As structural biology companies race ahead to obtain x-ray crystallography structures of promising drug targets, the biggest hurdle has traditionally been getting access to tunable x-ray sources at synchrotrons.
The capacity is there, said Lance Stewart, CEO of Emerald BioStructures, a subsidiary of MediChem Life Sciences. But the timing with which you can get access to this capacity is not very efficient.
That is beginning to change. Last week, the Commercial Collaborative Access Team (COM-CAT), a fee-for-service program, began offering access to the Advanced Photon Source (APS) at Argonne National Laboratory in Argonne, Ill. In addition, some structural biology companies have built, or are in the process of building their own beamlines at Argonne and other synchrotrons.
Until recently, companies that could not afford to build their own beamline had to compete with academic labs for synchrotron x-ray sources in general user programs. The peer-review process used to prioritize access could last up to six months, and proposals sent to the review committee tend to be peer-reviewed on the basis of scientific merit, putting purely technology-oriented companies at a disadvantage, said Kevin DAmico, vice president at Structural GenomiX (SGX) in San Diego.
The COM-CAT program is aimed at addressing companies appetite for beamtime. Last month, Advanced X-Ray Analytical Services (AXAS), another MediChem subsidiary, won the contract to operate COM-CATs beamline, which is owned by the Department of Energy and built with $8.7 million in Illinois state funds. According to Stephen Wasserman, AXAS vice-president, samples are usually processed within two weeks and turn-around times are often as short as a week.
Although only time will tell if COM-CAT provides enough beamline access to satisfy the desires of structural biology companies, Wasserman is confident the program will succeed. I think in the short term, and I suspect that will be a couple of years, we will be able to take care of our customers, he said. If we get to 100 users a year, I think we would consider this a success.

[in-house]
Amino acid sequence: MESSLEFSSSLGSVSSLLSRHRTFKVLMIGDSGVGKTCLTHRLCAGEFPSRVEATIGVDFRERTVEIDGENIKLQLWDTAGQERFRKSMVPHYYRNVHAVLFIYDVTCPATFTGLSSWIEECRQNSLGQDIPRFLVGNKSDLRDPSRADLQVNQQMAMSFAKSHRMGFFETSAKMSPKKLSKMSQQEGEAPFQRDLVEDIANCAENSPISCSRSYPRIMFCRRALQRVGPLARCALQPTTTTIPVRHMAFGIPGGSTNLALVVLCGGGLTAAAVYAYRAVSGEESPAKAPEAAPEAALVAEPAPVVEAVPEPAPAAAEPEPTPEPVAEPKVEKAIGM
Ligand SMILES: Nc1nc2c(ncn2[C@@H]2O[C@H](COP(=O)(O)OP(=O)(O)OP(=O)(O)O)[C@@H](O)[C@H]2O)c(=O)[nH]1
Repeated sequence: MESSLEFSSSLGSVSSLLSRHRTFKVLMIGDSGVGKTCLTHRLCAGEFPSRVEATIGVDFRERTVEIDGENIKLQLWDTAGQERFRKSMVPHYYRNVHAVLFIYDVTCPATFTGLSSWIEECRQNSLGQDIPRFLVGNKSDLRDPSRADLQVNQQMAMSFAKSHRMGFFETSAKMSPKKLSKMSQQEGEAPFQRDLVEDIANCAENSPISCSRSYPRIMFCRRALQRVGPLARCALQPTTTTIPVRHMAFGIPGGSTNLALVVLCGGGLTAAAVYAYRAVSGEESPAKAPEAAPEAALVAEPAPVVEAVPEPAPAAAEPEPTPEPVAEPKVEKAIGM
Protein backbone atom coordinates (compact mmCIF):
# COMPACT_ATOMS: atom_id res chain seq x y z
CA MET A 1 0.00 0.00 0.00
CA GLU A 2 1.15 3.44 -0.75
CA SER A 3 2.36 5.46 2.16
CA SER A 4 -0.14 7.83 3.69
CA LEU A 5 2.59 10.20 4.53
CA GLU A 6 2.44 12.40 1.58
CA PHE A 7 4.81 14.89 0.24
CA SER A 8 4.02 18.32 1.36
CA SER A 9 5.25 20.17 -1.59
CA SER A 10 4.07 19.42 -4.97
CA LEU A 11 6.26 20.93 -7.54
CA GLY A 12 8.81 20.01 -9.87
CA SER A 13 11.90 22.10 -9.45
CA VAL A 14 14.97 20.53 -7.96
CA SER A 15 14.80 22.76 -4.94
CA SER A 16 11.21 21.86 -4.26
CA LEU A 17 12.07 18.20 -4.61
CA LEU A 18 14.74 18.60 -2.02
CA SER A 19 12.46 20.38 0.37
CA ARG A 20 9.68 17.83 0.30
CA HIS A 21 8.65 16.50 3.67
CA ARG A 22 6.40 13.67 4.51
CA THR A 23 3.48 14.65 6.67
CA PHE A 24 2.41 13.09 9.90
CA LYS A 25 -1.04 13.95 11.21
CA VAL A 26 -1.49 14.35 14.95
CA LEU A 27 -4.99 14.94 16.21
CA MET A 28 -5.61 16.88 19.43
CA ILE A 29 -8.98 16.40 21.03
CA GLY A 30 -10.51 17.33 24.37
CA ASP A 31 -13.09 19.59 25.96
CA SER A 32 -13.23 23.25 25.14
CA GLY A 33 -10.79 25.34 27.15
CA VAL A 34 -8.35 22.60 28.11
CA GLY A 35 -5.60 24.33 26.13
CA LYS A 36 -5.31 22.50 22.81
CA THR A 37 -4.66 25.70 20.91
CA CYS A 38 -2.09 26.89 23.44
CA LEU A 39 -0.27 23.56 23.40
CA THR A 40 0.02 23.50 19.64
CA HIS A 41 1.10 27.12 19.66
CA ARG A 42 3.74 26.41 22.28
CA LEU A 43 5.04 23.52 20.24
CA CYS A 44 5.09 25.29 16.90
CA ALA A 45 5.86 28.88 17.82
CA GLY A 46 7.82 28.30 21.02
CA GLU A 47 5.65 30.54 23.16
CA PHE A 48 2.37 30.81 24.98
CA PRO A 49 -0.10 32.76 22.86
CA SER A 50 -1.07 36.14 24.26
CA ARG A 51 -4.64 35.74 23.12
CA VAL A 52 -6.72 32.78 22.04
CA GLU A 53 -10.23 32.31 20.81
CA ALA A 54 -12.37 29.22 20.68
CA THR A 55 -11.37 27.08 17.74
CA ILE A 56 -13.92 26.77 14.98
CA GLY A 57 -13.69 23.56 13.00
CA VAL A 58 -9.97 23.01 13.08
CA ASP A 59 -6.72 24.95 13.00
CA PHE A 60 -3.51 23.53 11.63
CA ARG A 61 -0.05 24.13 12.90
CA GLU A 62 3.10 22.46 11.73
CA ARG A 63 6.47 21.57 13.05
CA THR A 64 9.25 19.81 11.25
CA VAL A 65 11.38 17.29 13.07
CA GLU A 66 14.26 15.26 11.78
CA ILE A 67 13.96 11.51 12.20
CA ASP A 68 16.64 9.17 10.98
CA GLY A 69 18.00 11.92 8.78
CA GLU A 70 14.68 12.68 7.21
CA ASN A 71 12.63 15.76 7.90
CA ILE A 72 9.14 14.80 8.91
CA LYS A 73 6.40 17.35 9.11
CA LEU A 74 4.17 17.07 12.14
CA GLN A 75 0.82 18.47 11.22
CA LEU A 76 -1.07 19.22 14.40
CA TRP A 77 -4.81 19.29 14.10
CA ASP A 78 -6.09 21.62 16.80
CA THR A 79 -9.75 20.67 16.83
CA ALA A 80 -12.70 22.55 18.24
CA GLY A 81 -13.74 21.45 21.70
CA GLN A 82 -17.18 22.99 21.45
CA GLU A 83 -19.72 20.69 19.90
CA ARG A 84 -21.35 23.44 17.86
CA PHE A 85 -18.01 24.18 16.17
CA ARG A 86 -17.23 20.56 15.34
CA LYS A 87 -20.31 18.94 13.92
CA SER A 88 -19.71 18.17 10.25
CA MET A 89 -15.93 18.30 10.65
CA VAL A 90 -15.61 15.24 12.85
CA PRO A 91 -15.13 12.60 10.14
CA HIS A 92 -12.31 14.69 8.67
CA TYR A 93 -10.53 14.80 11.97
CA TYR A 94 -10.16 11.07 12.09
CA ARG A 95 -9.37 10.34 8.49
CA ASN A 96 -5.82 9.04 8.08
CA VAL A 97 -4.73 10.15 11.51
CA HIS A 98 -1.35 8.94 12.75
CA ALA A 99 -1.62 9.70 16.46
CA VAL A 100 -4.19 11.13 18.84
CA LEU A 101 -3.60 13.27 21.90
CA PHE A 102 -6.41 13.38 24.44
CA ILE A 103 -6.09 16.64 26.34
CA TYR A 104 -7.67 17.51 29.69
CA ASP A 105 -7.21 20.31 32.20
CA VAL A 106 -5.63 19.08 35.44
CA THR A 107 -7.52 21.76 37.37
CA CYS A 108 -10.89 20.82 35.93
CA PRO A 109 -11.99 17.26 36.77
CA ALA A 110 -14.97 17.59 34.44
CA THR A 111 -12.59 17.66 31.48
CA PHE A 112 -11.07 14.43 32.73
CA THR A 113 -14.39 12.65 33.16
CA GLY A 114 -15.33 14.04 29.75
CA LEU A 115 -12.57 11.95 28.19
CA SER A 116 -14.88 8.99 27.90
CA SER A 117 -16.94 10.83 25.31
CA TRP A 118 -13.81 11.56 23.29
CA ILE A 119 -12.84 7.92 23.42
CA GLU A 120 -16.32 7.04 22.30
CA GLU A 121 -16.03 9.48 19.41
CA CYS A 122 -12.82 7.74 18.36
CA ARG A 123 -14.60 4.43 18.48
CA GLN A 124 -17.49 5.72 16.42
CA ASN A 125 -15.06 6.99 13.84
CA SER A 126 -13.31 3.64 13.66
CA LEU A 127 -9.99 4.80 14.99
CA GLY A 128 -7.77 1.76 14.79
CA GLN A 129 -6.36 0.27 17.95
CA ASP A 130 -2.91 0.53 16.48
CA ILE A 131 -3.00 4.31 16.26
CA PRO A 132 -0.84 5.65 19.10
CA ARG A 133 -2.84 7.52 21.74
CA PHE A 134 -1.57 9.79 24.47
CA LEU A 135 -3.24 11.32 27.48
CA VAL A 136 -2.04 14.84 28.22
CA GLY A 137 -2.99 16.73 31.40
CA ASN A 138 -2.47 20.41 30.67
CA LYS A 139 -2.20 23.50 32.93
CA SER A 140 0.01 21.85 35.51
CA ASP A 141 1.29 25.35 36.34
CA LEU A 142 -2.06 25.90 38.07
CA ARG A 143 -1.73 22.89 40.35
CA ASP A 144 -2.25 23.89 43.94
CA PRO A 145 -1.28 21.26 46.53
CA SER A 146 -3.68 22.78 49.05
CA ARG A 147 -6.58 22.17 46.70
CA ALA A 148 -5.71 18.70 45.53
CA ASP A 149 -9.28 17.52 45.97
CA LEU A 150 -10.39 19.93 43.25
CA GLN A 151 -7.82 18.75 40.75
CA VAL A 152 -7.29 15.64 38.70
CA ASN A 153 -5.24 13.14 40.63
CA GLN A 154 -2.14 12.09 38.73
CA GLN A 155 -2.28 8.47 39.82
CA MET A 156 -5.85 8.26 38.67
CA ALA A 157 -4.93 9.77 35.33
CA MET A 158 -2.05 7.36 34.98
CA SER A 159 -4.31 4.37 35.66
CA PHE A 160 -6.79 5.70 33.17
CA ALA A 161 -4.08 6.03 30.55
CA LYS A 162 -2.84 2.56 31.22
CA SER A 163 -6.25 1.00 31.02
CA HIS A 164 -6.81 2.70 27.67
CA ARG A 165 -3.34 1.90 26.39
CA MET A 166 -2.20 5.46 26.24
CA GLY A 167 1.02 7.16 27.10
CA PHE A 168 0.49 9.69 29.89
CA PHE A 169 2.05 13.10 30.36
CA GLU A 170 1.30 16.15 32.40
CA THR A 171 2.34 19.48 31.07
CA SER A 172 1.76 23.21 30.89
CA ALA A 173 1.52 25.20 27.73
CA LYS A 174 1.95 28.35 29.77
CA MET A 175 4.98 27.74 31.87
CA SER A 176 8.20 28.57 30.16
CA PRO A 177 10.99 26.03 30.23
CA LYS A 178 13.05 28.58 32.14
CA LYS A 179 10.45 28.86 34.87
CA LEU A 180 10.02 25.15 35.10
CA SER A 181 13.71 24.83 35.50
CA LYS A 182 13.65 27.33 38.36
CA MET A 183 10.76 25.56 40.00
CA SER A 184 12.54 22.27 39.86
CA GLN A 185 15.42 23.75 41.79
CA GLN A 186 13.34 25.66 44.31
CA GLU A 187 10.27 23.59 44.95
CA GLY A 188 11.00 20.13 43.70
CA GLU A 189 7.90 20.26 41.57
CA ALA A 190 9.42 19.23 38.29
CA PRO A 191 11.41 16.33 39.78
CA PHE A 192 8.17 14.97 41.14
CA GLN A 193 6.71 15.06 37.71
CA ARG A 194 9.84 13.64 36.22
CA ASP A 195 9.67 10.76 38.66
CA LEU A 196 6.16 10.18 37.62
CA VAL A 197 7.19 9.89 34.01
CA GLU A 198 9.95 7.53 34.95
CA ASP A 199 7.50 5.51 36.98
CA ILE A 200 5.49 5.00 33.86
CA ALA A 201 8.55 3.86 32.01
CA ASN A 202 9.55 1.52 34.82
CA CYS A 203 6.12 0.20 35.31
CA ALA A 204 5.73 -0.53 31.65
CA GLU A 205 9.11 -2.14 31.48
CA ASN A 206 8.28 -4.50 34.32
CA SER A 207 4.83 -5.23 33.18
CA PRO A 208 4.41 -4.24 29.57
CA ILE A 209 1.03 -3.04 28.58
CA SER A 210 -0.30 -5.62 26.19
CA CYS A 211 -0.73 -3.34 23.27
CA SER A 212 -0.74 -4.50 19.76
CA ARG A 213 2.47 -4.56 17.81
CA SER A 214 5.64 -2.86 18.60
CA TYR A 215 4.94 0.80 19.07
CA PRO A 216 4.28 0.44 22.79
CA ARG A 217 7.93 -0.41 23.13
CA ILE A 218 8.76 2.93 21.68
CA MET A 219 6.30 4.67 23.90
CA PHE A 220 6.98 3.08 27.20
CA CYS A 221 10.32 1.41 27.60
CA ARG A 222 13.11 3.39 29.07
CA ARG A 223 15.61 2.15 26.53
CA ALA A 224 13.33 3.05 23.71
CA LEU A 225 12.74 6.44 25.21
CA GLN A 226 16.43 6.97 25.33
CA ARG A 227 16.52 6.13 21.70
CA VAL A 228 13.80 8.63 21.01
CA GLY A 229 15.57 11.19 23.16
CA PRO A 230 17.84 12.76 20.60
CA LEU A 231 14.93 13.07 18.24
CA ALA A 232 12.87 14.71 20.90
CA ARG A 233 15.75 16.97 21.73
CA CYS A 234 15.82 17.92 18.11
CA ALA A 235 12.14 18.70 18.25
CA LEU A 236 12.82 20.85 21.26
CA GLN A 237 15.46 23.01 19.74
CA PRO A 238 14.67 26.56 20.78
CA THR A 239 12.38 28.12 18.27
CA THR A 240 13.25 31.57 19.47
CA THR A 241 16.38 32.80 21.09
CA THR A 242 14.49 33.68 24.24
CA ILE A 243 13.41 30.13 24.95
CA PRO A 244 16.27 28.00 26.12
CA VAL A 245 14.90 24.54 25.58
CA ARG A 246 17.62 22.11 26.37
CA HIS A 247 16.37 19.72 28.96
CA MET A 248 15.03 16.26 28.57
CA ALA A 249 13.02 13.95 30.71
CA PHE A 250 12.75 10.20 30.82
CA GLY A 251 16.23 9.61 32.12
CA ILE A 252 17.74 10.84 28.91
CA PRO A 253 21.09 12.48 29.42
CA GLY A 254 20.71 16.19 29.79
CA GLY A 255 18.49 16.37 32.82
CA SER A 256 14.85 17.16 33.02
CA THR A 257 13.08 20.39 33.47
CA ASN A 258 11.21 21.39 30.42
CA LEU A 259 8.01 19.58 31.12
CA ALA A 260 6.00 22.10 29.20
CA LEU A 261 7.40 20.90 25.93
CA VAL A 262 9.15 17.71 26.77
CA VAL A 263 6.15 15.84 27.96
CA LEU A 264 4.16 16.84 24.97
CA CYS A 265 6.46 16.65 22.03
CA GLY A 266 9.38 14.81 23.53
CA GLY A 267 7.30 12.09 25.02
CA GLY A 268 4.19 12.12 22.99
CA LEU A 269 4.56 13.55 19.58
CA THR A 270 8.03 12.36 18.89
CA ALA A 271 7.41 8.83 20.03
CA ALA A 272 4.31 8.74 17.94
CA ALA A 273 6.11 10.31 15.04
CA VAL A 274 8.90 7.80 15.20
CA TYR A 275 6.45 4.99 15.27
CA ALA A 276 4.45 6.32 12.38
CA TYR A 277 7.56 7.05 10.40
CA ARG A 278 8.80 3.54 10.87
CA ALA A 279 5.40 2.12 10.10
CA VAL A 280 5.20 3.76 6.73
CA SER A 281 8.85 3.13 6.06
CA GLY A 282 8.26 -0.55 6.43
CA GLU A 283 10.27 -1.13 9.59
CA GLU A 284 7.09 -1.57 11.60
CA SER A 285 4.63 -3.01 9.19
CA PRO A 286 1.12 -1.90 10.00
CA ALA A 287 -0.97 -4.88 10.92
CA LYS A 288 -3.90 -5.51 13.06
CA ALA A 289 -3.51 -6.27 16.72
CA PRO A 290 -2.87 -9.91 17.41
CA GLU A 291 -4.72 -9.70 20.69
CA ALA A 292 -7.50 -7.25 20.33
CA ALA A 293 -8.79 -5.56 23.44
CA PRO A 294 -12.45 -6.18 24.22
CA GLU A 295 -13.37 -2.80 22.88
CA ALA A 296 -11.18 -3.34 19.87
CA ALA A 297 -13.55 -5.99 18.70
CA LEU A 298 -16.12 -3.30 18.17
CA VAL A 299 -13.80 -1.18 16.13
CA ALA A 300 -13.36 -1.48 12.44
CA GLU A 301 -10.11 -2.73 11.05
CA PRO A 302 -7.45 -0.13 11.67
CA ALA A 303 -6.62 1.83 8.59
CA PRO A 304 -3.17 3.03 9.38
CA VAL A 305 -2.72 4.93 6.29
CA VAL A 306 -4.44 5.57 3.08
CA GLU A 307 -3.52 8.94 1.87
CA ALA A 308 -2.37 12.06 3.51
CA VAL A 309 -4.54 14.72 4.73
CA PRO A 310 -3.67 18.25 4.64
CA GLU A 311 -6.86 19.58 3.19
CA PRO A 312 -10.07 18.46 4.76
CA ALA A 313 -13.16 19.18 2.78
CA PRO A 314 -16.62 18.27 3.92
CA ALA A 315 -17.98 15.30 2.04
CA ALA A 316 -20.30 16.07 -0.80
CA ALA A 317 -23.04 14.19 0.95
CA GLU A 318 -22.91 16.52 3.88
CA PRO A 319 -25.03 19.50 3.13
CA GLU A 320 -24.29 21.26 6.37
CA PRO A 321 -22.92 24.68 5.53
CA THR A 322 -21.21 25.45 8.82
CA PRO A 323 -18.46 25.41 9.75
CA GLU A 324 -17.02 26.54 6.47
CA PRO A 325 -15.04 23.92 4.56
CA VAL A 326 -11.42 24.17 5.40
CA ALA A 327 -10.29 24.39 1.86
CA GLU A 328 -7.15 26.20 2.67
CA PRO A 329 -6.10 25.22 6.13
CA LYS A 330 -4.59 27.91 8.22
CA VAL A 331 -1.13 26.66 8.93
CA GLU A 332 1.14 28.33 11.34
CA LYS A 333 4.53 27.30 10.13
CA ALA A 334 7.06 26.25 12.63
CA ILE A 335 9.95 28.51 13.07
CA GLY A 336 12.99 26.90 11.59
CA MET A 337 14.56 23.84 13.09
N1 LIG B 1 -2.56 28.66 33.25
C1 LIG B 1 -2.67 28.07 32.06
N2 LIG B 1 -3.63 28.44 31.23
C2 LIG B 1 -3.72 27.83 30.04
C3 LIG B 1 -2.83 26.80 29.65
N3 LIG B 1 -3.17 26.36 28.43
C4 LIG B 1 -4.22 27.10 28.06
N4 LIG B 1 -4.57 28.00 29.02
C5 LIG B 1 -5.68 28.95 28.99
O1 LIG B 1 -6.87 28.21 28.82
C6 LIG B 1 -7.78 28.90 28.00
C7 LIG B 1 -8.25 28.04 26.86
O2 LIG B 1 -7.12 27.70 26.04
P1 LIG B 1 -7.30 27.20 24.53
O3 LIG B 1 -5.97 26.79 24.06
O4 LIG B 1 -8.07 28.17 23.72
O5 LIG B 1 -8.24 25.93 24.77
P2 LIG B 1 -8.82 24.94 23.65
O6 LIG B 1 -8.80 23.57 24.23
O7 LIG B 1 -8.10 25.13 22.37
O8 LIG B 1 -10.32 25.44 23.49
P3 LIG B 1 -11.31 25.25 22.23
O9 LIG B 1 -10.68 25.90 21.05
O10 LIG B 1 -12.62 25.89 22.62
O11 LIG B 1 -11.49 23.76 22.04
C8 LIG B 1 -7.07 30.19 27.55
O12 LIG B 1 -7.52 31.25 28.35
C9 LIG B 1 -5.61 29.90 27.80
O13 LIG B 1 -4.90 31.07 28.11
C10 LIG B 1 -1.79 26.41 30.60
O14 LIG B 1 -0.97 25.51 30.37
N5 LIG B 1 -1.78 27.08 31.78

But just in case, Wasserman said there are ways to add incremental capacity to the beamline, such as improving automation. Additionally, AXAS has partnerships with other synchrotrons to provide access for its users during downtime periods at APS. Readily available beamtime, however, comes at a price: according to Stewart, fees are on the order of ten times higher at AXAS than at the national laboratories.
Syrxx, another San Diego-based structural biology company, decided to take another route by building its own beamline at the Advanced Light Source (ALS) in Berkeley, Calif. The company began collecting data in March 2001, and since then, has solved 40 protein crystal structures. We are shooting for 70 to 80 [protein structures] by the years end, said Nathaniel David, the companys director of business development.
But not even a private beamline presents the perfect solution. Automating the data-collection process, David said, made determining a protein structure about ten times more efficient, but Syrxx still has outstanding experimental needs. Syrxx shares its facility with the Genomics Institute of the Novartis Research Foundation, and the company is looking into buying another beamline, he added.
SGX, for its part, is constructing a $8 million private beamline at APS that will come online in about five weeks. The company has already determined over 50 protein structures, and is expecting to obtain additional structures of both protein and protein-small molecule complexes over the next few years. The capacity to solve one to two thousand such structures in a year is completely reasonable, said DAmico.
For other companies, collectively buying beamline access has presented another option. Currently, more than half a dozen pharmaceutical companies have access to two beamlines at APS via the Industrial Macromolecular Crystallography Association, and take turns running experiments every few weeks.
But if competition for access to synchrotron radiation has waned assuming a company can pay for it where is the bottleneck now? Getting the crystal, said Wasserman, and purifying proteins quickly enough. Over 60 percent of the major drug targets are membrane proteins, such as ion channels, receptors or pumps, which are just flat out difficult to express, purify and crystallize, Stewart said.